The visit to WA by deputy federal Labor leader Julia Gillard has done little to quell fears among the business community that scrapping AWAs would lead to increased industrial action at the hands of a more powerful union movement.
The visit to Western Australia by deputy federal Labor leader Julia Gillard last week has done little to quell fears among the business community, particularly the mining sector, that scrapping Australian Workplace Agreements would lead to increased industrial action at the hands of a more powerful union movement.
A quick glance at the statistics provides some insight as to why Ms Gillard – who’s also Labor’s industrial relations spokesperson – chose to sit down with Rio Tinto Iron Ore’s Sam Walsh and the local Chamber of Commerce and Industry.
At the same time, Kevin Rudd was briefing the National Press Club in Canberra on the ALP’s plan to create a new national industrial relations system that would not include AWAs.
Figures from the Office of the Employment Advocate show WA outstrips the nation in terms of the number of active AWAs.
About 28 per cent of the 747,533 active AWA’s are WA-based.
And the number of AWAs in this state as a percentage of the working population is three times the national average.
About 24 per cent of WA workers are currently covered by an AWA compared with just 8.3 per cent of the nation’s nine million employees.
There is also an unidentified portion of the workforce operating on individual common law contracts, which are agreements struck between an employee and an employer where the occupation is not subject to award or the person holds a managerial position.
The contracts are not registered with any government body.
It’s not surprising, therefore, that trade union membership in WA has been falling.
It plunged 10 per cent last year to account for just 16 per cent of the state’s 886,700-strong workforce.
According to CCI WA, union membership as a percentage of all WA employees has halved since the Court government introduced a form of individual agreements in the mid 1990s.
Workplace relations lawyers spoken to by WA Business News this week said WA’s higher rate of AWA uptake was due in part to the length of time employers have had access to individual agreements.
The state’s large resources sector was another contributing factor, with about 80 per cent of the industry using AWAs.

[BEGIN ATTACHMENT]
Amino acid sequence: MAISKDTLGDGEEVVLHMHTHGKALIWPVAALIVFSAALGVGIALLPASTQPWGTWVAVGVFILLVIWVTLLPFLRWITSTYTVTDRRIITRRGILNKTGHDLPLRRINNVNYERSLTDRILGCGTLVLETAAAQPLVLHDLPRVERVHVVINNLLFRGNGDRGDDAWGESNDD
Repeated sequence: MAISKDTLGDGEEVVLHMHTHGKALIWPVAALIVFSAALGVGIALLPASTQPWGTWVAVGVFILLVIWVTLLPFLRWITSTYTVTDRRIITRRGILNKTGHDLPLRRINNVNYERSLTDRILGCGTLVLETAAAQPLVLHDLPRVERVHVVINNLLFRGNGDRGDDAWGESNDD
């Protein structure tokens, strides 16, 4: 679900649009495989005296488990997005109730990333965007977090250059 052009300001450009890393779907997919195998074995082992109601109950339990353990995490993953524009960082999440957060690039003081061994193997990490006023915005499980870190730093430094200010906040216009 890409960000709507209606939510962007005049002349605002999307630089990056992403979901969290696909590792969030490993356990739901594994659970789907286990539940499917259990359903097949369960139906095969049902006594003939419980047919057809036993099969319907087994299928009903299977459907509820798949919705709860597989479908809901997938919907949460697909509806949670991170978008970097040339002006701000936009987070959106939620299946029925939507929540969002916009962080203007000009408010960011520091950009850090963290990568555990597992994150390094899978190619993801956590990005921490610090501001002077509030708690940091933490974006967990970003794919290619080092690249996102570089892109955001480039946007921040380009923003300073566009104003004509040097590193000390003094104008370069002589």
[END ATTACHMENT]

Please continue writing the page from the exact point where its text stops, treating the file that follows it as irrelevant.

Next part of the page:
Some lawyers said their clients were concerned that abandoning AWAs would increase industrial disputes across the state’s worksites and would damage productivity.
Deacons partner Maria Saraceni said it was “ludicrous” to abolish AWAs in a buoyant economy.
“It is seen by a backward step by the mining sector,” she said.
“For instance, the roster system is not nine to five, it is seven days a week and around the clock, so it becomes a nightmare to do timesheets and work out what were ordinary hours, what were after hours, how many hours were worked on a public holiday etc. With an agreement a company can work out the average pay over the year and pay the rate on an annualised basis.”
A recent report by the Australian Mines and Metals Association claimed abolishing AWAs without a suitable alternative would put at risk productivity gains and would amount to more than $6 billion in lost exports.
“The removal of AWAs is not a minor matter, it’s a roll back we can’t afford,” the association said.
AMMA cited a 2001 review of the mining operations of Rio Tinto Hamersley Iron Pty Ltd and BHP Iron Ore Pty Ltd to back its assertion that AWAs increased productivity.
The review found that statutory individual agreements at Hamersley facilitated an increased capacity to implement change, improved the focus on business outcomes and improved efficiency by 25 to 30 per cent.
The association said the majority of BHPIO employees now worked under AWAs.
Rio Tinto Australia managing director Charlie Lenegan said in a speech last month AWAs had played a key role in encouraging more progressive employment options.
“It is nonsense to deny their importance and it is short-sighted to pursue policies which will eliminate this employment choice,” he said.
Mr Lenegan said it that, as the federal election approached, there were two different workplace platforms that could deliver very different futures.
“One provides opportunity and flexibility, with options for further improvement,” Mr Lenegan said. “The other pathway appears to be back to the past, with third party interventions and a movement away from recognition of individuals and enterprises as the key building blocks for a successful economy and society.”
A Rio Tinto spokesman said the company’s position had not changed following Mr Rudd’s speech last week.
CCI WA executive director policy Deidre Willmott said more detail on the ALP’s IR policy was needed.
“At the moment we’re not sure how much choice someone will have and how much flexibility there will be,” she said. “We need working arrangements for the 21st century, which provide flexibility for employers and employees.”